Gorgets are specialized feathers that embody the neck and chest of a hummingbird. In the adult males, these gorgets are dazzling, iridescent throat feathers. These feathers reflect light, creating a vibrant and mesmerizing display of colors as the birds move. The gorget plays a crucial role in attracting mates and establishing dominance among male hummingbirds. In the adult female, the gorget is subdued.

During this transformation, gender differences emerge where the gorget feathers which provide the vibrant coloration begin to develop in male hummingbirds. However, it takes time for these feathers to achieve the full, dazzling iridescence that we associate with adult male hummingbirds.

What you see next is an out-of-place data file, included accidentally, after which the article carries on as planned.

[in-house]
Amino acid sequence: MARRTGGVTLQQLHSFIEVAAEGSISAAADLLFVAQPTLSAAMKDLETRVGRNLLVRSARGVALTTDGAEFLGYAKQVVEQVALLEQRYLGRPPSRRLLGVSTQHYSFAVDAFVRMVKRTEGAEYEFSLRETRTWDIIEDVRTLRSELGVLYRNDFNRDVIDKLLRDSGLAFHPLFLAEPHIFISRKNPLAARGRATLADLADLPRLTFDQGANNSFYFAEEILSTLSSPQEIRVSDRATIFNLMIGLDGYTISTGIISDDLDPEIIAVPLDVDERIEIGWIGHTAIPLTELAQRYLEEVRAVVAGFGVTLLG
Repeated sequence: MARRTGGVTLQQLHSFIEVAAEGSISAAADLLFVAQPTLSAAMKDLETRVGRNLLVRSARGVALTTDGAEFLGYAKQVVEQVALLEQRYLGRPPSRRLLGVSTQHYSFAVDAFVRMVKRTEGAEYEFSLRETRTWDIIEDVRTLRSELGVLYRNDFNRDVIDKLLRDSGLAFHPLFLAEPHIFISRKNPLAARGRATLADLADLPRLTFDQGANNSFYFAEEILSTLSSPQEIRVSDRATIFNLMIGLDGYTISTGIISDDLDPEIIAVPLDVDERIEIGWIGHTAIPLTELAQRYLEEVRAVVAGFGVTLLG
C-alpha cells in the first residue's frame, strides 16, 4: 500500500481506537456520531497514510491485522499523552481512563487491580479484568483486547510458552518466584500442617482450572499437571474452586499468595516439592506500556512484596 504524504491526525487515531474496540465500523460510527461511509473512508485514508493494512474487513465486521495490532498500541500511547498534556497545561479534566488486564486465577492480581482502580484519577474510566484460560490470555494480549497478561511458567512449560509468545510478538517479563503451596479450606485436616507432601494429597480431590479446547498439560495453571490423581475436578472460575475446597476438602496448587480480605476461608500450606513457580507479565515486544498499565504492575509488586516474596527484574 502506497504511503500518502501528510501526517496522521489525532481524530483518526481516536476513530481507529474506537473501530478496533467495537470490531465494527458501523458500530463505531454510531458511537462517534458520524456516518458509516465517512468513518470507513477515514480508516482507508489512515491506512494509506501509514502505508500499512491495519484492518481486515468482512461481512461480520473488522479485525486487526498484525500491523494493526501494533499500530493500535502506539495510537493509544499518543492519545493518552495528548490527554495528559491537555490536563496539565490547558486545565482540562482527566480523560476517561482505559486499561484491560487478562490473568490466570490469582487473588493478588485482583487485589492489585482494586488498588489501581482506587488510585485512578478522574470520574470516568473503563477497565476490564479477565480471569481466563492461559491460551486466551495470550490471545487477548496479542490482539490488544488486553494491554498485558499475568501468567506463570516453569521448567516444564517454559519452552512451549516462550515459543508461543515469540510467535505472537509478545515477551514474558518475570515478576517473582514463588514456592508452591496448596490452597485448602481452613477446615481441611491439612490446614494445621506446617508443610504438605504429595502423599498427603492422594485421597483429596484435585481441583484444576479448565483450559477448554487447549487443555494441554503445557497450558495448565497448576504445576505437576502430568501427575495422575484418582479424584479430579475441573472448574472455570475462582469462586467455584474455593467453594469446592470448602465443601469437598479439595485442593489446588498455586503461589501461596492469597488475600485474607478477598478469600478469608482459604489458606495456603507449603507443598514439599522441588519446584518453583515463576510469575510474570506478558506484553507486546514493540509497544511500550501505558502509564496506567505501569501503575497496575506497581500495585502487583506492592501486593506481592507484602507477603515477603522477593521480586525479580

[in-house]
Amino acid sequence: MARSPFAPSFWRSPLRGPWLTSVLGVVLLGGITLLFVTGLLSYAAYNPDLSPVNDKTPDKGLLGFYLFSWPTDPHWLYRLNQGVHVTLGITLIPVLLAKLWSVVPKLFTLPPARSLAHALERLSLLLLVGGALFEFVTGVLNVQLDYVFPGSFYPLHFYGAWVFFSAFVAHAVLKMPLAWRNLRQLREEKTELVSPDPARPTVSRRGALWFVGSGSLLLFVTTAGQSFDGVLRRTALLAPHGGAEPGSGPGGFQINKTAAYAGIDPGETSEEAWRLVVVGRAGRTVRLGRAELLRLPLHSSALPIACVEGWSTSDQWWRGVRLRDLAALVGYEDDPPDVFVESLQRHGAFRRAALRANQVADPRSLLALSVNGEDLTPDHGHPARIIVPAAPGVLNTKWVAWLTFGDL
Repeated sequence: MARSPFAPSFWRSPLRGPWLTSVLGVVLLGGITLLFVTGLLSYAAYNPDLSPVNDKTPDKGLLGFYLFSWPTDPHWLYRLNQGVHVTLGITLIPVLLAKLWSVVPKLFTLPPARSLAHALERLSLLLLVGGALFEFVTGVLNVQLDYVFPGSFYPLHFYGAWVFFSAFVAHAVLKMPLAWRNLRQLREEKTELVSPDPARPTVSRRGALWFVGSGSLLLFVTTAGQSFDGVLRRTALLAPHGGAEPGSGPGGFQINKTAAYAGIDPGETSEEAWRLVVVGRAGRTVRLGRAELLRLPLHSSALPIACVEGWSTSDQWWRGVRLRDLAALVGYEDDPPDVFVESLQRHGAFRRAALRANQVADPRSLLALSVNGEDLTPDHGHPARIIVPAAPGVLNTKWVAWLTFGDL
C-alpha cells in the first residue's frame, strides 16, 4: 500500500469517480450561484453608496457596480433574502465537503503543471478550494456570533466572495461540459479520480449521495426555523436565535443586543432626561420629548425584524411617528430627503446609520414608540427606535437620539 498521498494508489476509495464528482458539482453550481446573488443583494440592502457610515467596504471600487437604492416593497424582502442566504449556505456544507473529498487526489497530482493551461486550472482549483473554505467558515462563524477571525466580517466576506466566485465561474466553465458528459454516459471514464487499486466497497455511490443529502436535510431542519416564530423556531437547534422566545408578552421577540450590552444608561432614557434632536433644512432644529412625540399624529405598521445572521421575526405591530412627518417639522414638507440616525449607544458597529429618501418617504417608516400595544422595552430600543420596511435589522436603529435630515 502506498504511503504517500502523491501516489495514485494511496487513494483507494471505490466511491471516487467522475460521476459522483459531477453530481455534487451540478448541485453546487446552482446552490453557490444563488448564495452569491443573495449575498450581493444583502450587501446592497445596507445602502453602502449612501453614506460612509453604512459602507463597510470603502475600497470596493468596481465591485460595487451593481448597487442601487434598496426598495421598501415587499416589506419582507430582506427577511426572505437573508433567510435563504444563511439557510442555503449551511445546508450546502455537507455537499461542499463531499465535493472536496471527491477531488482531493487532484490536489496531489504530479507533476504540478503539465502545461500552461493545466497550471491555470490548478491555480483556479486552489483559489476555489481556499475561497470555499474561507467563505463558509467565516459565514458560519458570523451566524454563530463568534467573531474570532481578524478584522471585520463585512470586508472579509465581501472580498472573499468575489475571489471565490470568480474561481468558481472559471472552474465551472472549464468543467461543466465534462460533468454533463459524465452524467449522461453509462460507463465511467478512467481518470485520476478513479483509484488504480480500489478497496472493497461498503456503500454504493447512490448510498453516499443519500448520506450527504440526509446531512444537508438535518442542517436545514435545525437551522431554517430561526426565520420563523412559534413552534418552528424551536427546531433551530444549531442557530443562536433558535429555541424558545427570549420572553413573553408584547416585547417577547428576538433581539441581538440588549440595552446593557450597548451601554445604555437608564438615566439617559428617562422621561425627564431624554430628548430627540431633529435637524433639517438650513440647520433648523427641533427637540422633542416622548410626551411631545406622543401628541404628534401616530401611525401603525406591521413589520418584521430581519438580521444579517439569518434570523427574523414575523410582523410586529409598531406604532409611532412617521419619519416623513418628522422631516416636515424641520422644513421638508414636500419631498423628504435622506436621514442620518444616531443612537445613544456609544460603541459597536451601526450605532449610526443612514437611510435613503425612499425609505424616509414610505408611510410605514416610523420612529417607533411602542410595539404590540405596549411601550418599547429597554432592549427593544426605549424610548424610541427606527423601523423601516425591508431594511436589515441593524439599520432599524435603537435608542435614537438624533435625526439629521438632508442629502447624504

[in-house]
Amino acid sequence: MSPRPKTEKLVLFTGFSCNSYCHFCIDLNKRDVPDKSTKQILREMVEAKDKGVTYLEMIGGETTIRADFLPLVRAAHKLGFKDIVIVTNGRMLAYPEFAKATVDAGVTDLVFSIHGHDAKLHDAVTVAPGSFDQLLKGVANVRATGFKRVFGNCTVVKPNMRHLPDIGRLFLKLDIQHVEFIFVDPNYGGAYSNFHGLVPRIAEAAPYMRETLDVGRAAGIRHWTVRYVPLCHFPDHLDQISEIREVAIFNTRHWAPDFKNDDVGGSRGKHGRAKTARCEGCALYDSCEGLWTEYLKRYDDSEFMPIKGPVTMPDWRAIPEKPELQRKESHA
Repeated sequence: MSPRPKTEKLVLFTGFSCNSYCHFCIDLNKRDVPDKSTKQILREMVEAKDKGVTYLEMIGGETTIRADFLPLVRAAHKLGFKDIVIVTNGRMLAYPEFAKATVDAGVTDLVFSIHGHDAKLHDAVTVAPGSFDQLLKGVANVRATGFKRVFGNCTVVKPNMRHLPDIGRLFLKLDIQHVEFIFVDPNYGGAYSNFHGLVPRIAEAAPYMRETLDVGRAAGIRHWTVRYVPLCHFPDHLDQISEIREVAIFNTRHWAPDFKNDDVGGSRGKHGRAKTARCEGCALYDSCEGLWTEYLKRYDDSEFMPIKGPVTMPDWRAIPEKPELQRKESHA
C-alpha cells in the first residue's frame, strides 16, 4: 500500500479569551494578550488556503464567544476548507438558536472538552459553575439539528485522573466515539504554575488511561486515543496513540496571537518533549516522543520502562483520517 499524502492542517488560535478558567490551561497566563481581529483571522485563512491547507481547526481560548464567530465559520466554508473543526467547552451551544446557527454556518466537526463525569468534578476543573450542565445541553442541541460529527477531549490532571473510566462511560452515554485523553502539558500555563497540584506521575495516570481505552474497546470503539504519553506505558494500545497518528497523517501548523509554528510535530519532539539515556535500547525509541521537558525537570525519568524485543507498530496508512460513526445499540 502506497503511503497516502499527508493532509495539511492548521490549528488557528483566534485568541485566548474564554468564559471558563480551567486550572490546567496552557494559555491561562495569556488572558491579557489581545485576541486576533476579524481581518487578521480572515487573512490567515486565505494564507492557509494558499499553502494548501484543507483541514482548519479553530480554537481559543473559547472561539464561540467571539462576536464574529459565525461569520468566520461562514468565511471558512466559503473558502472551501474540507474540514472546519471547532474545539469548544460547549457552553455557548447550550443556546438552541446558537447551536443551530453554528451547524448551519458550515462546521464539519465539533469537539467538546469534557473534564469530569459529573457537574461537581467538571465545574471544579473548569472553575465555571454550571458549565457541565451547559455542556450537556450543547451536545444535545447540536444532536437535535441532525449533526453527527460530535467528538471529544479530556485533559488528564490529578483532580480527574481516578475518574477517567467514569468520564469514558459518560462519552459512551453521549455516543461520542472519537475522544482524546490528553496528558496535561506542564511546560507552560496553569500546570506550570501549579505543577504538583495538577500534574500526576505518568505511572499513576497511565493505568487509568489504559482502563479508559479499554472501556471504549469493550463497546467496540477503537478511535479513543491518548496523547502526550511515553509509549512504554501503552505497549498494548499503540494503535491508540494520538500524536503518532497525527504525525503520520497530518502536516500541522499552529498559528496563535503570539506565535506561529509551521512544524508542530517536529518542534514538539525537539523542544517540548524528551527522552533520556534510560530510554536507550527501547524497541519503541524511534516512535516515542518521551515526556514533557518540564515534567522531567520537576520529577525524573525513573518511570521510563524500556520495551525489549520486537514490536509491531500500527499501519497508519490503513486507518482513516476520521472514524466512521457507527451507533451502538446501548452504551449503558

As baby hummingbirds mature and gender is revealed, male hummingbirds gradually acquire eye-catching, vibrant throat feathers as they go through molting stages.

The attention getting displays of the gorgets are essential for luring mates and establishing male dominance. Female hummingbirds are less vibrant and blend into their surroundings, however they can show some color near their throats looking similar to juvenile hummingbirds.

I hope this article adds to your enjoyment of hummingbird watching.

Check out my other posts on Hummingbird Questions

Happy Hummingbird Watching!

Elizabeth Donaldson

Hi Everyone! I have always loved our backyard and have been fascinated with all the wildlife living there. I am especially amazed by the skill, strength, and beauty of hummingbirds. I hope this article answered your questions.